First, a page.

[nycbug-talk] pfsense and tor
george at ceetonetechnology.com
Fri Jun 28 00:05:56 EDT 2013
fastgoldfish at gmail.com:
> I found this, which looks to be straightforward:
> I don't understand all that's going on with that. Does anyone know if
> there's a "hello world" package to play with? I couldn't find one.
'hello world' for pfSense packages?? woah.
More inline below.
> On Wed, Jun 26, 2013 at 7:09 PM, fastgoldfish at gmail.com
> <fastgoldfish at gmail.com> wrote:
>> I sent a message to adrelanos, the person developing the Whonix
>> system, to make him aware of this discussion. I think pfSense may have
>> the potential to provide a much more powerful and flexible replacement
>> for the Whonix Gateway. pfSense could be used to serve needs that the
>> Whonix Gateway currently is not designed for, but pfSense can still
>> serve the very narrow set of use cases that the Whonix system is
>> currently the best tool for.
I don't know a lot about Whonix, but I do know a bit about other similar
projects, and most have stopped moving forward in any real way.
pfSense has huge advantages as a platform over these other systems:
1. it has a significant install base that they don't
2. pfsense didn't try to be all things to all people when it launched,
but it has scaled to do more in time, as appropriate, with a solid
>> Beyond that, pfSense can do things that we haven't even thought of
>> yet. one thing I've discussed with adrelanos is a Tor-friendly ISP
>> that could provide a Tor gateway that will forcibly torify all
>> communications. Some other very important use cases are:
>> * Making it easy for someone to conceal the location of a Tor hidden
>> service, even if it gets rooted (which Whonix theoretically could do).
>> * Making it easy for someone to run a Tor relay or bridge.
>> And more!
>> On Wed, Jun 26, 2013 at 3:57 PM, Brian Callahan <bcallah at devio.us> wrote:
>>> On 06/26/13 15:45, badon wrote:
>>>> The mention of PBI's is interesting, because I just installed PCBSD too,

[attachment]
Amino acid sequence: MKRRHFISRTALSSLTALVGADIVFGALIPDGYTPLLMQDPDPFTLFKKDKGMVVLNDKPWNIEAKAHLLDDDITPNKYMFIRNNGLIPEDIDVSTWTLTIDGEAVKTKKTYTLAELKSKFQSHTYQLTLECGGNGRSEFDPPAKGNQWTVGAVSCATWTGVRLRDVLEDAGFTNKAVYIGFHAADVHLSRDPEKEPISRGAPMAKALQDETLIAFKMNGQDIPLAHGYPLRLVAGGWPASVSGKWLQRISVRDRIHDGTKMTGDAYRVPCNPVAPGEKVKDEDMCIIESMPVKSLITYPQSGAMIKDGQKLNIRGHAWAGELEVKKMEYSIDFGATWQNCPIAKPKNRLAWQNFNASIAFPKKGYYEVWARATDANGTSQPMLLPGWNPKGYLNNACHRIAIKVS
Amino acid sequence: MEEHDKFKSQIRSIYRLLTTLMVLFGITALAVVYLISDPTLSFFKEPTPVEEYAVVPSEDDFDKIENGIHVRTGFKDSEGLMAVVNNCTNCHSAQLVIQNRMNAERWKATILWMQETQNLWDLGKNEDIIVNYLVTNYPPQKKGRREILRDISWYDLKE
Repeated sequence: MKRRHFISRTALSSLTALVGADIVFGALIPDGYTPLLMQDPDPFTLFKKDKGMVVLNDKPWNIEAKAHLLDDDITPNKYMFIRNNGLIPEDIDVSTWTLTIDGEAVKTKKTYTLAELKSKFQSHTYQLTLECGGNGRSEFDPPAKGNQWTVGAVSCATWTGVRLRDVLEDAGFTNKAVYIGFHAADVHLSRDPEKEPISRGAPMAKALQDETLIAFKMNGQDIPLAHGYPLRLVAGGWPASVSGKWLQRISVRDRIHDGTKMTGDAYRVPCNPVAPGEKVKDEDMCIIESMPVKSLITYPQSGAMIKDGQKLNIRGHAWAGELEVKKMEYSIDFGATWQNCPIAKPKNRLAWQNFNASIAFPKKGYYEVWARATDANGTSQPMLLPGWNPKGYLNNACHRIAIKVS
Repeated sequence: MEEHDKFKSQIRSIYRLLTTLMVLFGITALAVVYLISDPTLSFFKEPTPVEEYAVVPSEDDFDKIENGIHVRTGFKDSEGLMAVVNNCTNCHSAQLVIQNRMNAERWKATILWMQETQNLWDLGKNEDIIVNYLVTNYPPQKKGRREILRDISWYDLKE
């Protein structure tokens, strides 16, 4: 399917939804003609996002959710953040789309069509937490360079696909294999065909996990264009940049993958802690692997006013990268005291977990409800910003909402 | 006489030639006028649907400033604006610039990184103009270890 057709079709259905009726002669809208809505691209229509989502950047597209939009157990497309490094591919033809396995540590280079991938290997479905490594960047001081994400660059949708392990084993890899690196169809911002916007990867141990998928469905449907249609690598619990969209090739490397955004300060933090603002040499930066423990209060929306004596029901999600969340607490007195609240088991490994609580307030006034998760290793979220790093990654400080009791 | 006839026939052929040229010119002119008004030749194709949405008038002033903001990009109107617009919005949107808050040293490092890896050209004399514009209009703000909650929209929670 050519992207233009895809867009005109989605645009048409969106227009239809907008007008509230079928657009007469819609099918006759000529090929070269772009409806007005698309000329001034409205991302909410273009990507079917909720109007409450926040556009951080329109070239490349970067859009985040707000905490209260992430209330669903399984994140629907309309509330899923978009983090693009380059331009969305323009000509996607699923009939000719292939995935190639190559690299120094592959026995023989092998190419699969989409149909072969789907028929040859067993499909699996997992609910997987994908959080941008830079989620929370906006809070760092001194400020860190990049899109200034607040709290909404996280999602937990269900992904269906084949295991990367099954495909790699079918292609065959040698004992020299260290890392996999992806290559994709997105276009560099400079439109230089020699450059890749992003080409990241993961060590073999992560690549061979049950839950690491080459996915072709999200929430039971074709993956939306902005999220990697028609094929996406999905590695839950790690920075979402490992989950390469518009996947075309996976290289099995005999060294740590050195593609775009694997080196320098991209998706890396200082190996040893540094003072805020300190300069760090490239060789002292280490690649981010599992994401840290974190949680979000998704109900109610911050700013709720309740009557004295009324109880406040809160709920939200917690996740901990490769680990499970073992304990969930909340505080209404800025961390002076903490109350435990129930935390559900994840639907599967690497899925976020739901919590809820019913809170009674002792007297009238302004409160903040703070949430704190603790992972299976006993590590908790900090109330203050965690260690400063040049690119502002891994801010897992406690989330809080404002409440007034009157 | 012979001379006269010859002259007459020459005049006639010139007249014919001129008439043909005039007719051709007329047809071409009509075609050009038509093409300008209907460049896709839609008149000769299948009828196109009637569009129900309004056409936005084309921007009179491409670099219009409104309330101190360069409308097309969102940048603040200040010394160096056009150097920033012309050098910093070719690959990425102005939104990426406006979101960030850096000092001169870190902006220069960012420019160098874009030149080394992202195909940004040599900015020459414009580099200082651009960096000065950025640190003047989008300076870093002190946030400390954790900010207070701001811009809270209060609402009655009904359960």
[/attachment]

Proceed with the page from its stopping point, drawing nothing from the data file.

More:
>>>> and I think that's what PCBSD uses.
>>> Makes sense, as both are based off FreeBSD ;-) The PBI is a PCBSD invention,
>>> but afaik the framework (though not necessarily the individual PBI packages)
>>> will work on any FreeBSD-based system, including vanilla FreeBSD.
>>>> There is already a PBI in PCBSD, but I'm not sure if that's suitable for
>>>> Pfsense or not.
>>> I would say "probably not" to this. But the mechanism for generating a
>>> suitable PBI for pfsense should be similar if not identical to PCBSD (if you
>>> know how to do that).
>>> Otherwise - consider this a bump to George for making a pfsense Tor PBI :)
So, yeah, this has been on my list for a while, and I know there's
interest in it.
I will be looking at it more seriously in the next week or so. In the
meantime, try going to the pfsense shell and typing "pkg_add -r tor" or
tor-devel. I think devel is fine.
I'll need to go back to the xml configs and start reworking.
Despite the long torrc file, there's only really a handful of config
options necessary, so a basic operational config isn't that hard.
Adding hidden services, etc., might be later goals, but to me the goal
should be a simple bridge or relay that any user could just setup in a
The number you can toss around is this: if there were 100,000 known
pfSense installs in November 2011, 2% of them running a bridge or relay
would have an enormous impact on the Tor network, which only has about
3700 public relays at the moment, plus somewhere under 2000 known bridges.
Another important impact is on the current Linux monoculture. The vast
majority of Tor nodes are Linux by a long shot. Bumping up the FreeBSD
numbers, at least, would breakup that issue to an extent.
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